As the title indicates, it's about how a doula can benefit your pregnancy, birth and postpartum experience, so if you aren't interested in a doula, skip it. But if you are interested in a doula and want to learn more, it may be a good choice.
It has a good appendix about relaxation exercises - I kept falling asleep while I was reading that part, but now I use the techniques to help me fall asleep at night or to de-stress. So if you're looking for a simple relaxation exercise that won't take too much practice, but may help you during labour, this appendix could be helpful to you.
The highlight if this book is the chapter about how dads and doulas work together. It provided studies and statistics (which appeal to many men) without being too cut and dried. If you would like to use a doula, but your husband or partner isn't so sure, this chapter might help convince him.
Unfortunately, I thought the book had a rather narrow view of what doulas do, and it may make the reader feel that a doula isn't going to be helpful if their situation is outside of what the book describes.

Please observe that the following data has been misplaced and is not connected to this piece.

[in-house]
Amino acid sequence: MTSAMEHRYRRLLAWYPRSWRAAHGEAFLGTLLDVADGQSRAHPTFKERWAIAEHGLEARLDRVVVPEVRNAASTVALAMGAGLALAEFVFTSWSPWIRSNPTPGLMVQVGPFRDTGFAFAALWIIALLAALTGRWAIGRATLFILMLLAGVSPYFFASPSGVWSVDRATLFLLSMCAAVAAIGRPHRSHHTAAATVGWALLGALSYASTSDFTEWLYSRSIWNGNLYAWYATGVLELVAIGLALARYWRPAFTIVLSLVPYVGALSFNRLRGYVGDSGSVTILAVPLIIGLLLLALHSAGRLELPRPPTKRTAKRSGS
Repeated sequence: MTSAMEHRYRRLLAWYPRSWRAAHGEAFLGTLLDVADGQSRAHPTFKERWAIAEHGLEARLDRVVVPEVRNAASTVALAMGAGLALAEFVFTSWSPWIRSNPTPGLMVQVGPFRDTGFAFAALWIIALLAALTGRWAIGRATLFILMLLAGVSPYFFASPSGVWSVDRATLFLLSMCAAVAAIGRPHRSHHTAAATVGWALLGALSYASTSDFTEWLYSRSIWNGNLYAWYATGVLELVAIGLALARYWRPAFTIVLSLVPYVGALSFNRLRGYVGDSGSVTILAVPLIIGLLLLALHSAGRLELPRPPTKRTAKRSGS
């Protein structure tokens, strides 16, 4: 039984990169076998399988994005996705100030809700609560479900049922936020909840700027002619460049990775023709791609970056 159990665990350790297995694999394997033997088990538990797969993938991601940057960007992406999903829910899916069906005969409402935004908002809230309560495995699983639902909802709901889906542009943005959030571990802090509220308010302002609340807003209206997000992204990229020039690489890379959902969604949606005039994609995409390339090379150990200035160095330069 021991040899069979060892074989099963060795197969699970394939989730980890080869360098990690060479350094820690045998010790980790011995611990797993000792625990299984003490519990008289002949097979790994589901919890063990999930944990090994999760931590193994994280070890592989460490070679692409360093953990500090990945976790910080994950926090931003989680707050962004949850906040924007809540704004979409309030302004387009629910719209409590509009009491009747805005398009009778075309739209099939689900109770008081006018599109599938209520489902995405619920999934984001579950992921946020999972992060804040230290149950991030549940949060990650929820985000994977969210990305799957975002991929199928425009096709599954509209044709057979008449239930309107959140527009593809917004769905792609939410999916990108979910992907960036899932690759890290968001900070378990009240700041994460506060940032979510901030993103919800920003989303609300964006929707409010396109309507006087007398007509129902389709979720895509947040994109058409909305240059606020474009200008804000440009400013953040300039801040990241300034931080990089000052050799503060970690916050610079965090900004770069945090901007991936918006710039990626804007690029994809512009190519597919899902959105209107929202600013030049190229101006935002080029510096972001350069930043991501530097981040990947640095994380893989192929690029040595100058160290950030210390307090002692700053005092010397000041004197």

I am glad that it still provides the perspective of 'how it all started' which I find sadly missing in other books about doulas and the aspect of labor support. Well, and who better to write about it then the pioneering researchers themselves, who are also Founders of Doulas of North America (DONA), the largest doula organization.
While the continuous emotional, physical and informational support of a doula just makes common sense, this books provides the data and the research results for those who need them to understand the value of a doula. I recommend this book all the time to those who wnat to understand the role of a doula better, and those who want to become a doula themselves.
With their love for laboring families and the doulas who help them, the authors make reading about doula research enjoyable. Their words of wisdom help families who are thinking of choosing a doula and also women who are thinking of becoming doulas. Required reading for all who are interested in doulas!
Most recent customer reviews
This book is a comprehensive guide to pregnancy and birth as well as postpartum support. It is easy-to-understand and provides practical tips and suggestions not only for a doula,... Read morePublished on Jan. 14 2014 by Tamara George
If you are trying to convince yourself you want a natural birth, this book works. It didn't offer me much elsePublished on June 17 2013 by Pam Leonard
This is the first book that I decided to read on my path to becoming a Birth Doula.
It's a great place to start because it is an easy read, pictures are helpful, the... Read more
I really appreciated this book for all the studies it included in how a doula can better the labor. It makes sense and is an easy read. Get it, you'll enjoy it!Published on March 14 2009 by Nickyl99
Read other books and find that this is for people in the maybe 70's! It is not interesting for my 2004 life. Read morePublished on Feb. 27 2004